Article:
Publication Date

January 1, 2005

More than 25 years after women began to earn history PhDs in significant numbers, significant gender disparities of the sort that many believed would be ameliorated by women’s entry into the ranks continue to plague departments and the profession as a whole, according to a new survey by AHA’s Committee on Women Historians (CWH).

In 1979, women constituted just 15.6 percent of newly minted history PhDs and 5.9 percent of full professors of history; in 1999, women amounted to 40 percent of those awarded the PhD, and were even slightly advantaged in obtaining entry-level jobs. These figures document what is by any standard a sea change in the profession with respect to gender. And they mirror what researchers have found across the disciplines—women, in large numbers, have gained access to professional and scholarly careers that were as late as the 1960s almost wholly the preserve of white men. Through the 1970s and 1980s, more and more women entered the career pipeline of graduate training, and optimists assumed that in time, allowing for a decade or two for their ascent up the career ladder, the gender distribution of those in the highest ranks of the profession—the full professoriate—would reflect the proportions in which their cohort had received the PhD. In history, as in many other disciplines, this assumption has proven unfounded. In 1979, 25 percent of assistant professors of history were women; by 1988, that figure had risen to 39 percent, a proportion that—absent other factors—should have, in due course, resulted in a higher representation of women at the top of the profession. Yet even by 1999, women constituted only 18 percent of full professors of history nationwide, a disappointingly small proportion (that corresponds to figures for other social science and humanities disciplines as well). In addition, women’s salaries lagged behind those of their male counterparts. It is clear that a full pipeline alone has not addressed the issue of gender inequities in the profession.1 Indeed, as Mary Ann Mason and Marc Goulden have argued in their study of Berkeley faculty, the pipeline is in fact quite leaky, with women dropping out at every career point.2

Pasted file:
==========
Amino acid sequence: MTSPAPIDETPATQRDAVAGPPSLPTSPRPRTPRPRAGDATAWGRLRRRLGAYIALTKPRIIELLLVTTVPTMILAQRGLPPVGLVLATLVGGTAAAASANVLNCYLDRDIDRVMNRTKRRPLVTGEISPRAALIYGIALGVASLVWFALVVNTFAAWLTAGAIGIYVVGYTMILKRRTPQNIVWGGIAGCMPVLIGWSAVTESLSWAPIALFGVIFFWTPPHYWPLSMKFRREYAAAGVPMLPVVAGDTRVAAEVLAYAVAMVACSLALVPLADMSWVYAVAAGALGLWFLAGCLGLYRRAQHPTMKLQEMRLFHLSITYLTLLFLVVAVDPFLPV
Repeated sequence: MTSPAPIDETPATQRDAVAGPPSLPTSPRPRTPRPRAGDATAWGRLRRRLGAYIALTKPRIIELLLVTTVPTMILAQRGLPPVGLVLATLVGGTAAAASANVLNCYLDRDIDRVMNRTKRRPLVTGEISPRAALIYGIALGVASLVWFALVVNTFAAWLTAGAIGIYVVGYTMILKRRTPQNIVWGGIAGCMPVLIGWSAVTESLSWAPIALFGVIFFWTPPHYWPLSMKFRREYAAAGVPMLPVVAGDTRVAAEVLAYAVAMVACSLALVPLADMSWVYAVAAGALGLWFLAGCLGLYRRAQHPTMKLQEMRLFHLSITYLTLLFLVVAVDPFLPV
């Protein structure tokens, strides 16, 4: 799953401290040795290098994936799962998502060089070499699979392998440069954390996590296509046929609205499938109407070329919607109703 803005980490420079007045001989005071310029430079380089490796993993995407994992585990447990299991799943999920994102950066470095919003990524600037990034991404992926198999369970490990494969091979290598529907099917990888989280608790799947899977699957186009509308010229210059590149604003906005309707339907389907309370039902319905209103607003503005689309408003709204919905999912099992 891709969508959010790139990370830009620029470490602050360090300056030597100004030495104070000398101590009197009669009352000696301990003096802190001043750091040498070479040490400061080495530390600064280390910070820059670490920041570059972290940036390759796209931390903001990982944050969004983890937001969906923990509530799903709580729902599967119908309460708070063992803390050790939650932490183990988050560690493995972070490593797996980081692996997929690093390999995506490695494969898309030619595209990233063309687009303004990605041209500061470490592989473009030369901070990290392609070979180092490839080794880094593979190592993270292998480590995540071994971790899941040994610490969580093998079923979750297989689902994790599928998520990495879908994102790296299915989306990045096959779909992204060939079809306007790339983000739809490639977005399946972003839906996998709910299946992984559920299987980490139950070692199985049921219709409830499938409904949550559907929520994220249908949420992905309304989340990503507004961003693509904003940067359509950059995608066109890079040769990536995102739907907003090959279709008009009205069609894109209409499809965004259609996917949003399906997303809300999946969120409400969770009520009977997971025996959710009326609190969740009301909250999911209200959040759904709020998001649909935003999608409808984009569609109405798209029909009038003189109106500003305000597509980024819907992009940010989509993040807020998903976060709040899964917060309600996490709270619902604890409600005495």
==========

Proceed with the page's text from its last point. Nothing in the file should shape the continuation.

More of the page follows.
In addition to the studies of history and other disciplines that testify to the persistence of significant gender differences in nearly every aspect of academic employment and that find women disproportionately underrepresented at all levels of the academic hierarchy, several recent reports—most notably the landmark 1999 MIT report, "Study on the Status of Women Faculty in Science at MIT," which drew attention nationwide—have focused on qualitative as well as quantitative measures of women’s experience in academe and have reported findings just as troubling. The MIT study found that even those women at the very top of the hierarchy felt marginalized in their departments, discouraged and unsatisfied in their professional lives—and, most strikingly, that their dissatisfaction and sense of exclusion increased as they rose through the ranks. Junior women were relatively happy, but senior women were not. Gender discrimination, the report concluded, "turns out to take many forms and many of these are not simple to recognize." It consists in "a pattern of powerful, but unrecognized assumptions and attitudes that work systematically against women faculty even in the light of obvious goodwill."3